Upgrade vs. Clean Install

Discussion in 'OS X Mountain Lion (10.8)' started by Lihi, Aug 19, 2012.

  1. Lihi macrumors newbie

    Nov 13, 2010
    I've searched through the forums and google and still didn't get my answer,
    so i would love your input.

    I own a 27" iMac, exactly 1 year old.
    I bought it just when lion was released, got it with snow leopard, on the first startup I downloaded my copy of lion and did a clean install (didn't want any old OS files to stay on my new machine).

    Now I want to install Mountain Lion, and i'm having a hard time deciding between an upgrade and a clean install. And if i'm doing a clean install, maybe it's best to restore everything manually? (don't see the point in restoring my whole disk image just like it was).

    I use my iMac on a daily basis, I have all my data backed up (time machine and a bootable disk image). Of course upgrading would be the easy way, but i don't mind spending time installing everything after a clean install - it that is indeed necessary.

    So will a clean install really make a big difference in performance for the long run? would love to know what you guys think. I just want mountain lion already :)
  2. GGJstudios macrumors Westmere


    May 16, 2008
  3. Lihi thread starter macrumors newbie

    Nov 13, 2010
    I've read the sticky, it has a great guide on HOW to make a clean install (which i already know), but didn't answer my questions about how will an upgrade or a clean install affect my workflow on my iMac, for the short and long run. As for the 2 other threads you posted - i am looking for a more detailed answer than just "upgrade"/"clean install".

    I'm trying to figure out if the clean install is worth the work of restore/installing everything or not.
  4. Badrottie Suspended


    May 8, 2011
    Los Angeles
    upgrade save my time and headache of re-installing apps over again. Run perfectly.
  5. robgendreau macrumors 68040

    Jul 13, 2008
    A "clean install" is completely unnecessary unless there's a good reason to erase and reformat your drive. It won't necessarily make ML faster or more efficient, but it can sometimes fix stuff that's broken (just like restarting can as well, although it's usually better to diagnose the problem). We challenged anyone to come up with data supported the fact that a "clean" installation was somehow preferable, and no one has risen to the occasion. Most people don't bother since it DEFINITELY is a slower way to upgrade. And make sure you keep what you need to keep; a clean install might result in eliminating old Apple stuff you might want to keep.

    If you have nothing to do, and want to manually reformat your drive and then reinstall everything by hand, it will probably work OK. There's always some risk associated with that, of course. Maybe you could do some benchmarking before and after and answer the question of whether it makes a difference. Apple doesn't seem to think so.
  6. Weaselboy Moderator


    Staff Member

    Jan 23, 2005
    This is kind of like religion around here. Some are firm believers in a fresh install with every update, and others don't really see the point.

    My experience has been if the machine is running okay now, it will work fine just going the upgrade route.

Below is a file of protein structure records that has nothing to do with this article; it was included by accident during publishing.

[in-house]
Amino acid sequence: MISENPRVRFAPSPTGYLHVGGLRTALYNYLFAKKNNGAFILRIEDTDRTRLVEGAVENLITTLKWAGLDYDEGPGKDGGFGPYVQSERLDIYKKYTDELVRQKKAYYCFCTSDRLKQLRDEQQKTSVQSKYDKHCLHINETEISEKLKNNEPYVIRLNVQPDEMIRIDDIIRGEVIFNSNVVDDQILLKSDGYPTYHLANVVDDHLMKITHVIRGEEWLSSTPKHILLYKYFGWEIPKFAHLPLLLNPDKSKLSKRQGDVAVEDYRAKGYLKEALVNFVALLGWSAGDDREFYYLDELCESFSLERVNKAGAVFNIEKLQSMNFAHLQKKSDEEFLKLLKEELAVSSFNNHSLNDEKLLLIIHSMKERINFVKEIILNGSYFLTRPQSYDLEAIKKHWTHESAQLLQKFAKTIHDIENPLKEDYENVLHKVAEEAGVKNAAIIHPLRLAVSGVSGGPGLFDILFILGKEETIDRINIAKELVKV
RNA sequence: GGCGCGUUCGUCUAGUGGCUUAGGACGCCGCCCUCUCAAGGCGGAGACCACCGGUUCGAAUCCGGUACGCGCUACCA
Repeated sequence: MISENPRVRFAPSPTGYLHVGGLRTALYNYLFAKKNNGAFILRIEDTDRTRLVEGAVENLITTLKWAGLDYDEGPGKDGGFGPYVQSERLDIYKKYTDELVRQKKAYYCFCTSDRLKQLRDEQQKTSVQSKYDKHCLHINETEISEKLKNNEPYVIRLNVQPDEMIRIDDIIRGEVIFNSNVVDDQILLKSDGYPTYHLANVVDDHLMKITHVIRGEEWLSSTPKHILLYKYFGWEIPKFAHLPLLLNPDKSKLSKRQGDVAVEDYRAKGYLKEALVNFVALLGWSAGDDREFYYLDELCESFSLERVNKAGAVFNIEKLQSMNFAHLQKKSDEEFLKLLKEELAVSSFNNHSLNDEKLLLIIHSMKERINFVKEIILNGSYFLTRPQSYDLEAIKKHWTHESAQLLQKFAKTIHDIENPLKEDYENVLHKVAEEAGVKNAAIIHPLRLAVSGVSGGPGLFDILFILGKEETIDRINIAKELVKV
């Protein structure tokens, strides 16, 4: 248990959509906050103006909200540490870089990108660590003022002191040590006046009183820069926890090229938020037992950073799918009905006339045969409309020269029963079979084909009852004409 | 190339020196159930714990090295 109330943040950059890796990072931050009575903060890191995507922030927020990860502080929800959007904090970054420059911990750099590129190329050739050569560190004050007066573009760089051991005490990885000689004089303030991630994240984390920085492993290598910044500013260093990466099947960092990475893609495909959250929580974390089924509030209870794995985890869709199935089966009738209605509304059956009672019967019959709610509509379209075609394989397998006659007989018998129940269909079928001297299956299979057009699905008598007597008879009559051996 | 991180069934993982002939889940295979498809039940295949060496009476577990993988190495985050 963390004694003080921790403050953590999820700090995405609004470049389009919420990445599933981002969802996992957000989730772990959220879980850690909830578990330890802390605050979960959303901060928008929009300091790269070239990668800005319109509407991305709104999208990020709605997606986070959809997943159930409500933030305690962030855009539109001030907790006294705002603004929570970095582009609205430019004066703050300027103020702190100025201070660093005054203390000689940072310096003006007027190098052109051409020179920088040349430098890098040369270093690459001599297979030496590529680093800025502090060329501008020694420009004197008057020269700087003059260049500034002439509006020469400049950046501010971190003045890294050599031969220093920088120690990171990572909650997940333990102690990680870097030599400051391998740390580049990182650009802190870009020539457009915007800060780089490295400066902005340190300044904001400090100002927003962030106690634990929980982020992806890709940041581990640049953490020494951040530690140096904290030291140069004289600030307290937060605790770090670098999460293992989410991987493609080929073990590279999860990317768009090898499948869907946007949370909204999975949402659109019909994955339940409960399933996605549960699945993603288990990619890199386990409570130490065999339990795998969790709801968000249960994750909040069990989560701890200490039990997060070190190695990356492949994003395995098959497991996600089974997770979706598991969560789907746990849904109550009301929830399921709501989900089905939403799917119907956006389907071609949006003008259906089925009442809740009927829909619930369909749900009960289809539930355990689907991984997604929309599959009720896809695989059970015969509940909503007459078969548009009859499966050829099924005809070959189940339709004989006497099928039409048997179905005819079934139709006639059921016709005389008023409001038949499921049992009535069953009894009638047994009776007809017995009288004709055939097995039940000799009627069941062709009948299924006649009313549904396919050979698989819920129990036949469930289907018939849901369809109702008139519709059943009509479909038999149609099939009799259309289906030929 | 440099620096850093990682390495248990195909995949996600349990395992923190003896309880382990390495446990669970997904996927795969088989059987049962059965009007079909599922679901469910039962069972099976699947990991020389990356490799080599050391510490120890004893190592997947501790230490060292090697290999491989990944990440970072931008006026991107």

7. SRLMJ23 macrumors 68000


    Jul 11, 2008
    New York
    I have a Late 2010 MacBook Air: I originally upgraded Lion to Mountain Lion and things were just not going well. A lot of lag, slow startup, glitches etc...

    So, I fresh installed Mountain Lion via USB stick I made and BAM, all the problems are gone and battery life is back to almost normal, which I am sure they will fix with the next update!

    My advice, Fresh Install ALWAYS!
  8. 49JC macrumors member

    Jul 11, 2010
    Not sure bout how worth it it is for clean install vs upgrade. But I do know I was having the longest time with an issue of my mbp not playing netflix because of silverlight. I went thru every article out there to fix this issue (reinstall, uninstall, delete files, etc) with no luck. Ran a clean install on a new SSD i bought and was able to install the required silverlight and everything ran fine. So yes im sure it fixes a few things doing clean install. :D
  9. Lihi thread starter macrumors newbie

    Nov 13, 2010
    First of all thank you all for the replies. I think I'll go with the upgrade (changed my mind due to this thread, i was already preparing for a clean install). I've been keeping my iMac in a good health during its first year, and i'm pleased with the way it's running so i'll just upgrade for now.

    Just curious, what's the risk in a clean install? Wiping the disk may damage it?
  10. itickings macrumors 6502a


    Apr 14, 2007
    No, if the disk is damaged by that, it was already faulty and about to die soon anyway.

    The main risk is that you wipe the disk without sufficient backup and lose data. I read about one poor soul that had an encrypted Time Machine backup and didn't realize it until after having wiped the keys, losing everything. I have at least one bootable clone and an accessible Time Machine backup to revert to should something fail.

    I for one always opt for clean installs, not because I don't trust the upgrade, but because I take it as an opportunity to get organized and completely wipe out unused software, settings and other data. Spring cleaning :p
  11. Icaras macrumors 603


    Mar 18, 2008
    California, United States
    Same here. Mountain Lion was my first ever non-clean install OS upgrade and I finally came to the realization that I'm not dealing with Windows when it comes to installs.

    No issues. Couldn't be happier. In the future I will continue to do only upgrades.

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